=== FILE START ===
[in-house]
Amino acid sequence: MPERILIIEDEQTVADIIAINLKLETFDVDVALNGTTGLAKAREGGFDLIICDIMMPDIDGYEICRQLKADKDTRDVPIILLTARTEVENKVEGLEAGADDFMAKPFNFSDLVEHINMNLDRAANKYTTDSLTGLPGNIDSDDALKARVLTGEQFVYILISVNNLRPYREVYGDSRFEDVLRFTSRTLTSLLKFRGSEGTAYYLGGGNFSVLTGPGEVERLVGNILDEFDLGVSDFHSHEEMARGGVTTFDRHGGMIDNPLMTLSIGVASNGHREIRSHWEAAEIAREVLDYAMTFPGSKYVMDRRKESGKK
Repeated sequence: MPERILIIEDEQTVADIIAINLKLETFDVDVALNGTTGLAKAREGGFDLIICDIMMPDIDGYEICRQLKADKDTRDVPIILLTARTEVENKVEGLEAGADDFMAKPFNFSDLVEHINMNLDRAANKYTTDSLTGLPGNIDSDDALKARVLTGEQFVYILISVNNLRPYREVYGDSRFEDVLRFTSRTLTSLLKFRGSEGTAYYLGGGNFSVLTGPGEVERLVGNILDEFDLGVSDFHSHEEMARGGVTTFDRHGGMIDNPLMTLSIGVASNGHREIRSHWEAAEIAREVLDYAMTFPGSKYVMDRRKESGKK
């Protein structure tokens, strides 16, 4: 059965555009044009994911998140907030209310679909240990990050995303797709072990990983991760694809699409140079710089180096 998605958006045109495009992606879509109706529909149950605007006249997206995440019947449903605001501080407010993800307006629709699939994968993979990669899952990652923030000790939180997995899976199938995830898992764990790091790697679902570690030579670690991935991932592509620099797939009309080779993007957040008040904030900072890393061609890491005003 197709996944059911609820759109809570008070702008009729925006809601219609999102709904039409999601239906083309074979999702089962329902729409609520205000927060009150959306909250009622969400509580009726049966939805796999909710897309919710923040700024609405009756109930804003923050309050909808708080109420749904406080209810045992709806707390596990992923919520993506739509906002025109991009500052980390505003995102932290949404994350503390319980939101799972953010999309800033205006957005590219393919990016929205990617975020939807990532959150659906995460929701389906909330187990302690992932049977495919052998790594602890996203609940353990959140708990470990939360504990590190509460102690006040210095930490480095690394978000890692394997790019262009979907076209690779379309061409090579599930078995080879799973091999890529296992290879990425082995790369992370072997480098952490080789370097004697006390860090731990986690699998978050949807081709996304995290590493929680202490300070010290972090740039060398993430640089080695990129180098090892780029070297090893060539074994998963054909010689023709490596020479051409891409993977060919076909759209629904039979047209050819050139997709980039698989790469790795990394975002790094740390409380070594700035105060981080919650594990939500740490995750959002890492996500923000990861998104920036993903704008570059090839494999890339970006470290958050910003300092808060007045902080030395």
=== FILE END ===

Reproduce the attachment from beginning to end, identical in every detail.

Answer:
[in-house]
Amino acid sequence: MPERILIIEDEQTVADIIAINLKLETFDVDVALNGTTGLAKAREGGFDLIICDIMMPDIDGYEICRQLKADKDTRDVPIILLTARTEVENKVEGLEAGADDFMAKPFNFSDLVEHINMNLDRAANKYTTDSLTGLPGNIDSDDALKARVLTGEQFVYILISVNNLRPYREVYGDSRFEDVLRFTSRTLTSLLKFRGSEGTAYYLGGGNFSVLTGPGEVERLVGNILDEFDLGVSDFHSHEEMARGGVTTFDRHGGMIDNPLMTLSIGVASNGHREIRSHWEAAEIAREVLDYAMTFPGSKYVMDRRKESGKK
Repeated sequence: MPERILIIEDEQTVADIIAINLKLETFDVDVALNGTTGLAKAREGGFDLIICDIMMPDIDGYEICRQLKADKDTRDVPIILLTARTEVENKVEGLEAGADDFMAKPFNFSDLVEHINMNLDRAANKYTTDSLTGLPGNIDSDDALKARVLTGEQFVYILISVNNLRPYREVYGDSRFEDVLRFTSRTLTSLLKFRGSEGTAYYLGGGNFSVLTGPGEVERLVGNILDEFDLGVSDFHSHEEMARGGVTTFDRHGGMIDNPLMTLSIGVASNGHREIRSHWEAAEIAREVLDYAMTFPGSKYVMDRRKESGKK
């Protein structure tokens, strides 16, 4: 059965555009044009994911998140907030209310679909240990990050995303797709072990990983991760694809699409140079710089180096 998605958006045109495009992606879509109706529909149950605007006249997206995440019947449903605001501080407010993800307006629709699939994968993979990669899952990652923030000790939180997995899976199938995830898992764990790091790697679902570690030579670690991935991932592509620099797939009309080779993007957040008040904030900072890393061609890491005003 197709996944059911609820759109809570008070702008009729925006809601219609999102709904039409999601239906083309074979999702089962329902729409609520205000927060009150959306909250009622969400509580009726049966939805796999909710897309919710923040700024609405009756109930804003923050309050909808708080109420749904406080209810045992709806707390596990992923919520993506739509906002025109991009500052980390505003995102932290949404994350503390319980939101799972953010999309800033205006957005590219393919990016929205990617975020939807990532959150659906995460929701389906909330187990302690992932049977495919052998790594602890996203609940353990959140708990470990939360504990590190509460102690006040210095930490480095690394978000890692394997790019262009979907076209690779379309061409090579599930078995080879799973091999890529296992290879990425082995790369992370072997480098952490080789370097004697006390860090731990986690699998978050949807081709996304995290590493929680202490300070010290972090740039060398993430640089080695990129180098090892780029070297090893060539074994998963054909010689023709490596020479051409891409993977060919076909759209629904039979047209050819050139997709980039698989790469790795990394975002790094740390409380070594700035105060981080919650594990939500740490995750959002890492996500923000990861998104920036993903704008570059090839494999890339970006470290958050910003300092808060007045902080030395």